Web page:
2.2. Methods

2.2.1. Preparation of the physical mixtures and coground samples

The physical mixture (MIX 1) was prepared, for comparison purposes, by mixing PZQ in an agate mortar (3 min) with Syloid 244 FP in a 1:1 weight ratio. Due to the very low density of the excipient, a higher dilution would correspond to a jar with very large predominance of Syloid 244 FP particles. Furthermore the high therapeutic dosage of PZQ requires low dilution by excipients. The coground samples were obtained by milling PZQ and Syloid 244 FP in the same 1:1 drug-to-excipient weight ratio as the physical mixture. A vibrational mill Retsch MM400 (Retsch, Germany), zirconium oxide jars (35 mL) each one with 2 milling media (10 mm diameter) were used. The total amount of powder in the jars was 4.50 mL corresponding to a loading volume in each jar of 15.8% respectively, since the total volume of the milling media was 1.04 mL. The frequency of milling was set at 25 Hz and the time of milling was from 15 (coground 1, COG 1) to 30 min (coground 2, COG 2). These operating conditions were defined during preliminary trials and follow previous experiments [16, 17] carried out in the same apparatus using the same active ingredient. After preparation, the samples were stored in glass vials in a desiccator in the dark at room temperature.

2.2.2. Physical characterization of the physical mixtures and coground samples and drug recovery

The changes of PZQ physical properties caused by grinding procedure in the presence of Syloid 244 FP was monitored by DSC, ESEM and PXRD. Each sample (MIX 1, COG 1 and COG 2 and raw materials) was analyzed using a Mettler DSC TA 4000 (Greifensee, Switzerland) connected to a calorimetric cell Mettler DSC20 and using STARe software version 9.30 for data analysis. The samples, each containing about 2 mg of accurately weighed PZQ and placed in 40 μl aluminum perforated crucibles, were heated at a scanning rate of 10 °C/min in a temperature range between 25 and 200 °C, under air atmosphere. The same samples were also analyzed by powder X-ray diffraction using a Bruker AXS D5005 X-ray diffractometer with Ni-filtered Cu K𝛼 radiation (𝜆 = 1.5418 Å). The preparation of the samples consisted in pressing about 20–30 mg of powder over a glass slide to have a flat surface. The data were collected in a 2𝜃 range of 3°–35°, 0.5° every 2 s. Additionally, the samples were observed using a ESEM Quanta 200 under low vacuum (minor/equal to 1.5 Torr), using an electron beam of 20 kV, with 5000× and 20,000× magnifications.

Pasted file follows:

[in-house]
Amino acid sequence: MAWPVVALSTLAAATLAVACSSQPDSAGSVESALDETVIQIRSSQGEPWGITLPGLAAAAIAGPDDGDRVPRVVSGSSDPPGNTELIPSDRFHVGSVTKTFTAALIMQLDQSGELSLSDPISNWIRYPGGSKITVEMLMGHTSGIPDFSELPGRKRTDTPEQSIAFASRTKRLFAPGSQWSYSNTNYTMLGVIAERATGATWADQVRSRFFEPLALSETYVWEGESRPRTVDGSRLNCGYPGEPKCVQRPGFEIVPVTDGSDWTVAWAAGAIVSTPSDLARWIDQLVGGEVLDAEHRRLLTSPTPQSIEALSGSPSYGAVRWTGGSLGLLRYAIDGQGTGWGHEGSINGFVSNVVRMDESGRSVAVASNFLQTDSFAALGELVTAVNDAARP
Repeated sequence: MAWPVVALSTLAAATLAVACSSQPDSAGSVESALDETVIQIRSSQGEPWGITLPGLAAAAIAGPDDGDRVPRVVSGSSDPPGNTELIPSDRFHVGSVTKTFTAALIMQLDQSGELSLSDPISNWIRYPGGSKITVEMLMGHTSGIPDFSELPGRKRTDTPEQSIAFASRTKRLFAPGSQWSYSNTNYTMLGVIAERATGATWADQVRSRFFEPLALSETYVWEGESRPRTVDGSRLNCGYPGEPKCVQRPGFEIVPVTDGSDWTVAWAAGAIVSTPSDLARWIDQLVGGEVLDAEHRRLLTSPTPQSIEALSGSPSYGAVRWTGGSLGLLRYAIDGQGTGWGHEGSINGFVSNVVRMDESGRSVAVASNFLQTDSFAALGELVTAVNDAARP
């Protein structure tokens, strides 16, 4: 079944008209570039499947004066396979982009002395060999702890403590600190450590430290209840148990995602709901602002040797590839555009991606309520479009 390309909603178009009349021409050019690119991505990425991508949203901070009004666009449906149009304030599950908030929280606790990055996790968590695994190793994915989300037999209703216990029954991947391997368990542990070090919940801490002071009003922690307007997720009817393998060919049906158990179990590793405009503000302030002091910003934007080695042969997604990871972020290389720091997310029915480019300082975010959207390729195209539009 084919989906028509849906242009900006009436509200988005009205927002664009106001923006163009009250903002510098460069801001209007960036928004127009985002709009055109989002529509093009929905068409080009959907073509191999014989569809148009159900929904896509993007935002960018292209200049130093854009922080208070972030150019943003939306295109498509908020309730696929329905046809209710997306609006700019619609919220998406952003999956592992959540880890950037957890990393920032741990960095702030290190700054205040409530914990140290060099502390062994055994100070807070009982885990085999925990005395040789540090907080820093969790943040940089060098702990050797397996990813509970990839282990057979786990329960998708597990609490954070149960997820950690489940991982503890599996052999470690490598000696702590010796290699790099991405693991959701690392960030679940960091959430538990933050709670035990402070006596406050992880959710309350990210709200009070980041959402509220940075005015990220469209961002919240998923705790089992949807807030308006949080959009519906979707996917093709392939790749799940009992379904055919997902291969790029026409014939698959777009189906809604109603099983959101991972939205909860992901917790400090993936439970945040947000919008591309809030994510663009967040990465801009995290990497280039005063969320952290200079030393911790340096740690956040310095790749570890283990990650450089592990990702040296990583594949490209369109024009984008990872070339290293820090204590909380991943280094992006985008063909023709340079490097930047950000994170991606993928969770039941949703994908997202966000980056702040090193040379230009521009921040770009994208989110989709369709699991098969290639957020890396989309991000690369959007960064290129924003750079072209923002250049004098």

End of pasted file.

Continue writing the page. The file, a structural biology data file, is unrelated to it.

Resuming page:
The content of PZQ after milling was assayed by means of a reverse phase HPLC-UV method [24], reported in literature and already applied in previous experiments [17, 18, 19].

2.2.3. UPLC-MS conditions

The UPLC-MS analysis was performed on the Acquity UPLC coupled with SQD mass spectrometer. An Acquity UPLC BEH C18 (50 mm × 2.1 mm inner diameter, 1.7 μm packing diameter) column was used for chromatography. Column temperature was kept at 40 °C. Acetonitrile and 10 mM aqueous solution of NH4HCO3 (adjusted to pH 10 with ammonia) were used as solvents. Injection volume was 2 μL. Flow rate was kept at 0.9 mL⋅min−1. Ionization mode for the mass spectrometer was alternate scan positive and negative electro-spray (ES+/ES−).

2.2.4. NMR spectroscopy

All 1H NMR spectra were recorded on a Bruker Avance 600 spectrometer equipped with a 14 T superconducting magnet and two 5 mm probes. Analyzed samples were dissolved in deuterated chloroform (CDCl3) using tetramethylsilane as reference. Measurements were performed at 300 K using a simple pulse–acquire sequence.

3. Results